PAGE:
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Five initiatives trying to get on Montana ballot – how many will - KTVQ.com | Q2 | Continuous News Coverage | Billings, MT

Five initiatives trying to get on Montana ballot – how many will make it?

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HELENA -

HELENA - From locker-room restrictions to green-power requirements, five proposed ballot measures are still bucking for a slot on Montana’s general-election ballot – with just seven weeks left to get enough signatures to qualify.

“We feel pretty good about getting it on the ballot,” says David Brooks of Montana Trout Unlimited, which is part of a coalition backing Initiative 186, to tighten requirements for permitting mines in Montana. “We have a team of people out there gathering signatures, and did a pretty good job of that over the weekend.”

Supporters of the proposals have until June 22 to turn in the minimum required number of signatures of registered Montana voters, on petitions for each initiative.

Four of the five proposed initiatives would amend state law and therefore need at least 25,468 signature statewide to qualify for the November ballot. The other initiative would amend the state constitution and needs twice as many, or 50,932 signatures.

The proposals include:

Initiative 183/locker room restrictions: If passed, the measure would require any publicly funded locker room or restroom to be restricted to one gender, which is defined as a person's "immutable biological sex ... existing at the time of birth." Special accommodations could be made “upon request.”

Jeff Laszloffy, president of the Montana Family Foundation, told MTN News Monday that the signature-gathering process for I-183 is “going well,” but declined to elaborate. Petitions for I-183 were approved for signature-gathering last summer.    

I-184/renewable power requirements: This measure would require Montana utilities to provide at least 40 percent of their power from renewable sources, such as wind and solar, by 2025 and 80 percent by 2050.

The measure also expands the allowable size of roof-top solar projects that use “net metering,” which sells unused power back to the utility, and imposes a tax on electricity to fund training for fossil-fuel workers whose jobs may be affected.

Ken Crouch of Billings says a loose coalition of people have been working on the effort and hope to meet the qualification deadline. A similar effort failed two years ago to get the measure on the ballot.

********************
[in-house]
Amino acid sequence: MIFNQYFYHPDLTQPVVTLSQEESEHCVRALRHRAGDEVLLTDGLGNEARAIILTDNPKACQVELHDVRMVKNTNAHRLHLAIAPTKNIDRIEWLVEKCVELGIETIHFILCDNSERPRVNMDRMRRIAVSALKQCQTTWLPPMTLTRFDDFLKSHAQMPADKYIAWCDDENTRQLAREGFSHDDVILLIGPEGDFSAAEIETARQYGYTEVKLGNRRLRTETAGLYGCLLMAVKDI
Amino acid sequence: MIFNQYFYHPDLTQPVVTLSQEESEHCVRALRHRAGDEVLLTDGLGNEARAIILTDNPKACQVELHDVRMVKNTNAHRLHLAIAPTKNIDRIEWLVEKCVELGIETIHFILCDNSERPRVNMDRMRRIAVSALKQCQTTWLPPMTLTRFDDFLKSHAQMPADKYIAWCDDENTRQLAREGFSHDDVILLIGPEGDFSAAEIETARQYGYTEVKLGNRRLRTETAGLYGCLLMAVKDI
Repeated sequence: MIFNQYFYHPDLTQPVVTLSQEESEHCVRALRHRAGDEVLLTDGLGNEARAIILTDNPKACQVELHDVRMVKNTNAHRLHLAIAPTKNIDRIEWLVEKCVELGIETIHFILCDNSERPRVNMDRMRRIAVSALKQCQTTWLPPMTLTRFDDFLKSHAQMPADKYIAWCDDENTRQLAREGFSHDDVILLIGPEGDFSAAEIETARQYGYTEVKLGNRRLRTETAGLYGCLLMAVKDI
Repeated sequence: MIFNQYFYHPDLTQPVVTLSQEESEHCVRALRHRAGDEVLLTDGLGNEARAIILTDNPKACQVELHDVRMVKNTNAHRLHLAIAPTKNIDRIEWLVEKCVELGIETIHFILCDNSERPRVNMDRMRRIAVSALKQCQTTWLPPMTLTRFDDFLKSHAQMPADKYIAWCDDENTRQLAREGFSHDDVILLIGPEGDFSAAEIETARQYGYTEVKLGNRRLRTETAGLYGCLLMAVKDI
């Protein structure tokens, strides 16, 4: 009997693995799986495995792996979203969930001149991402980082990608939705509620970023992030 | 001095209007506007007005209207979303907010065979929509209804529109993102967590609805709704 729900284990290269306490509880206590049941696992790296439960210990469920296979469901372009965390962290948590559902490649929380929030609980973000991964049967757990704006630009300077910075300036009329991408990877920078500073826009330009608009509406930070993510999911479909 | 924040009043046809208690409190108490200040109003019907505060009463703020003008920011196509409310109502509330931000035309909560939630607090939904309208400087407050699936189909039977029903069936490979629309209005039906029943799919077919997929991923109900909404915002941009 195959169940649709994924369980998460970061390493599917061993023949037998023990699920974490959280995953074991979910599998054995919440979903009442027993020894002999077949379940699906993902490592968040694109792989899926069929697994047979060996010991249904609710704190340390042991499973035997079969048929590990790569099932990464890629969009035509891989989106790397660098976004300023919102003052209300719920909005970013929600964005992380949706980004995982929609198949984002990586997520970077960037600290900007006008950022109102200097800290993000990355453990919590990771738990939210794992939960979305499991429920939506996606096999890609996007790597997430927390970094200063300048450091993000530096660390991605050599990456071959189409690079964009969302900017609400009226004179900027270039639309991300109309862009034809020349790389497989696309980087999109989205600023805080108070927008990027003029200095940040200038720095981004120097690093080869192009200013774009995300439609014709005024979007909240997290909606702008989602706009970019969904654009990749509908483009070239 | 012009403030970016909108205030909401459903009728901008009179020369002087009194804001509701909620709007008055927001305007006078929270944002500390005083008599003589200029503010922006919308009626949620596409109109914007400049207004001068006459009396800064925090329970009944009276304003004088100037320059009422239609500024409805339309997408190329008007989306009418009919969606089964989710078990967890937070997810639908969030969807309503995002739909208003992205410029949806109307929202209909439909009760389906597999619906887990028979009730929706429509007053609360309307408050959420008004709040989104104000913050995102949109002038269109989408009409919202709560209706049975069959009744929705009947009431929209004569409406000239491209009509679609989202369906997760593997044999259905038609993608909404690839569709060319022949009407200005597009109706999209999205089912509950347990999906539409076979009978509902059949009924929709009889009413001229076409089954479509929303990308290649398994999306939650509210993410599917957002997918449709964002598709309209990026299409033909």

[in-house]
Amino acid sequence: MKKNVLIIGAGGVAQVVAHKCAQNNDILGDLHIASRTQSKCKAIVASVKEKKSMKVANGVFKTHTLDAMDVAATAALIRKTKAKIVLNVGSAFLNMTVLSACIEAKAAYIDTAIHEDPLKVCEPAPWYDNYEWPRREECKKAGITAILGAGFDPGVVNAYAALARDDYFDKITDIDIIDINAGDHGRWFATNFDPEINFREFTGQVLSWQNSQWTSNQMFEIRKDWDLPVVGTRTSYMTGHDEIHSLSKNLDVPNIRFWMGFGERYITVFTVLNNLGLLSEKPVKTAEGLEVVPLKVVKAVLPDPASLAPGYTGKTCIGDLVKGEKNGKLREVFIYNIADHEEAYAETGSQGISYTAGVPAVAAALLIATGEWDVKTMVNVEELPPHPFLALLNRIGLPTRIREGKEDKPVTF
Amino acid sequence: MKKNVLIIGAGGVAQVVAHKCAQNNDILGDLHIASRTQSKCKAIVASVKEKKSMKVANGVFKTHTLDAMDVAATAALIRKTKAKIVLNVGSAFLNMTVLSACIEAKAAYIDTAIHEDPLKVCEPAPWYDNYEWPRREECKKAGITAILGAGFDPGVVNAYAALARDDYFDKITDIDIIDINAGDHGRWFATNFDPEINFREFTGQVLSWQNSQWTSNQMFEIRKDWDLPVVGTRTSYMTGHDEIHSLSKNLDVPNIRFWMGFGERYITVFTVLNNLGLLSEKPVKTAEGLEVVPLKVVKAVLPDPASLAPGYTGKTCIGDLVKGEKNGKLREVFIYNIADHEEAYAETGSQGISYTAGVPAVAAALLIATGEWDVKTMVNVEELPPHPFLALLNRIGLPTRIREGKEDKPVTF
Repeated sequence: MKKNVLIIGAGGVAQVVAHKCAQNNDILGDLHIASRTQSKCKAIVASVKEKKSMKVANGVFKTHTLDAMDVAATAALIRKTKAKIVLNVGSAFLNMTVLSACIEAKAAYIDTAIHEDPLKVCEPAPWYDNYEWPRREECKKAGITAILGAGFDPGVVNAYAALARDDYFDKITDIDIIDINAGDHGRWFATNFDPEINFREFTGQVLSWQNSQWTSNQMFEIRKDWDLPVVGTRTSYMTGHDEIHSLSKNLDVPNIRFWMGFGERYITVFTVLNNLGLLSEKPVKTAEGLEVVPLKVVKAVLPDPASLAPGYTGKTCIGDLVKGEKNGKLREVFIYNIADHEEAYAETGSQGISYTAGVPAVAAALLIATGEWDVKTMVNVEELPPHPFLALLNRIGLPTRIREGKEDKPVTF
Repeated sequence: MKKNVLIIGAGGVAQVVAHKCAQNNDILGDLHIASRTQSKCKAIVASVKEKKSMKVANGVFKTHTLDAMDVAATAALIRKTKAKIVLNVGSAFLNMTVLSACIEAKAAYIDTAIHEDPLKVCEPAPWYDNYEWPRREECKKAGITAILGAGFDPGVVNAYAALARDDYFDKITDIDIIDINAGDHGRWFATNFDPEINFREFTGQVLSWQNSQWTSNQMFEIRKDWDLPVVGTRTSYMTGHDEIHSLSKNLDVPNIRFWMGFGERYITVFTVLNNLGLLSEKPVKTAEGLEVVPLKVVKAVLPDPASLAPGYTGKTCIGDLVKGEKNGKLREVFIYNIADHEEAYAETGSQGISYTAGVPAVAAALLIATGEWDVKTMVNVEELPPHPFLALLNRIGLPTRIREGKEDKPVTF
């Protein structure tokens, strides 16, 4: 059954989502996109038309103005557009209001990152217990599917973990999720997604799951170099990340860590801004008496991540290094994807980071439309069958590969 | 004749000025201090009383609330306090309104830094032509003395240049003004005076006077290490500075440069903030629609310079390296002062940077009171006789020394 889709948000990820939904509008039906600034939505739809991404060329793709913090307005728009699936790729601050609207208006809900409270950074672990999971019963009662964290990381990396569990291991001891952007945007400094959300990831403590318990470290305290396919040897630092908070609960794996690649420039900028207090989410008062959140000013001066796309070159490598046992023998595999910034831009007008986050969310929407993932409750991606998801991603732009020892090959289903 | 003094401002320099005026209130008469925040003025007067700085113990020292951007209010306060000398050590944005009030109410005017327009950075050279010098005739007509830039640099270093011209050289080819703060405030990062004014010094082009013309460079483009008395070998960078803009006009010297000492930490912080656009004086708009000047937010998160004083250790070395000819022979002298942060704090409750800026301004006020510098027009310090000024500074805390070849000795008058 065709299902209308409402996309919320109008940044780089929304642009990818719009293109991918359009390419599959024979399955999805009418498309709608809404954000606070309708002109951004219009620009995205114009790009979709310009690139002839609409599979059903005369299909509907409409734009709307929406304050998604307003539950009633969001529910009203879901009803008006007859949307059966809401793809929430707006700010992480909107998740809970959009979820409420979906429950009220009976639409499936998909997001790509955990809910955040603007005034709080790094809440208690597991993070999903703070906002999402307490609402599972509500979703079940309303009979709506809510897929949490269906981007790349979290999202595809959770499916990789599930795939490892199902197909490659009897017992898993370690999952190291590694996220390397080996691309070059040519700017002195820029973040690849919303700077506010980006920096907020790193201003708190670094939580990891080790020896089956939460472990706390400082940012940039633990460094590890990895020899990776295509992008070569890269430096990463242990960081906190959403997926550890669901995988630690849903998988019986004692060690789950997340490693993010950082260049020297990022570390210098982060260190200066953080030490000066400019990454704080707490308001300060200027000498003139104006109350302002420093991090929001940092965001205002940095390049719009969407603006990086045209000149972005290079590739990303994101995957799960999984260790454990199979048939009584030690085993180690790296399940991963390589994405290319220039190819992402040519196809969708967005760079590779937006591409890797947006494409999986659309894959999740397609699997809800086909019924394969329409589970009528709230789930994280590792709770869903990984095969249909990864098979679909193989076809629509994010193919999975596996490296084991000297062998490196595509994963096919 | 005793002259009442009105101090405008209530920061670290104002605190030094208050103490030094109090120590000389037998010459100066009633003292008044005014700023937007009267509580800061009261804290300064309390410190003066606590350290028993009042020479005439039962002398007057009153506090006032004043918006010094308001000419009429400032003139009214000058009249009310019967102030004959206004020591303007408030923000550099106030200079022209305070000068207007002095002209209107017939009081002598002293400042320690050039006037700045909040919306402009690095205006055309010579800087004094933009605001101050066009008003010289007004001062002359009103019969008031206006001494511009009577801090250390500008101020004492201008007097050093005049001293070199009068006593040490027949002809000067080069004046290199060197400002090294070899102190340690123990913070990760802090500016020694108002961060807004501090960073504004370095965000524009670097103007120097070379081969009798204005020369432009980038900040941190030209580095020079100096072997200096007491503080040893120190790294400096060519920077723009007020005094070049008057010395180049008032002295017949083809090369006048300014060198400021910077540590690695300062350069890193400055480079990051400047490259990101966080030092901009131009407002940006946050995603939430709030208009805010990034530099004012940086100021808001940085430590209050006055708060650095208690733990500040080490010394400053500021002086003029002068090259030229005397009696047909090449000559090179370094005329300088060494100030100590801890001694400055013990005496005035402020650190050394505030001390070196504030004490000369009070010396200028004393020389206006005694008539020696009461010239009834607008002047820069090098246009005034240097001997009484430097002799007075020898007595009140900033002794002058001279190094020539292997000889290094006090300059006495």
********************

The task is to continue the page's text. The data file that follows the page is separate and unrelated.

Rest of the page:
I-185/tobacco taxes-Medicaid expansion: Easily the most well-funded effort, I-185 would increase state tobacco taxes and extend Montana’s expanded Medicaid program beyond 2019.

Medicaid expansion, which provides government-funded health care to 94,000 low-income adults, is set to expire in July 2019 unless extended by the Legislature or this initiative.

I-185 would increase cigarette taxes by $2 a pack and use up to $26 million of that new revenue to pay for part of the state’s share of Medicaid expansion costs.

A coalition of health-care groups and others has already raised or spent more than $500,000 on the effort to qualify I-185 for the ballot.

I-186/mining requirements: Backed by a coalition of conservation and environmental groups, I-186 says any new mine in Montana cannot get a permit if its operating plan needs permanent treatment of water after the mine has closed.

Its supporters include Montana Trout Unlimited and the Montana Conservation Voters.

Constitutional Initiative 177/voting restrictions: This measure, if passed, would amend the state constitution to say only U.S. citizens and people who have been residents of Montana for at least 30 days can vote.

Chris Gallus, a Helena attorney, says these restrictions on voting already are in state law, but that they need to be in the constitution as well, to preclude any relaxation of the restrictions in law.

Gallus said he’s expecting a group called Liberty Initiative Fund to help get behind the signature-gathering effort.

About Mike Dennison

MTN Chief Political Reporter Mike Dennison joined MTN News in August 2015 after a 23-year career as a newspaper reporter covering Montana politics and state government. While some may believe that politics are boring, Mike firmly believes that's not the case if you tell the story with pizzazz and let people know why the story is important.
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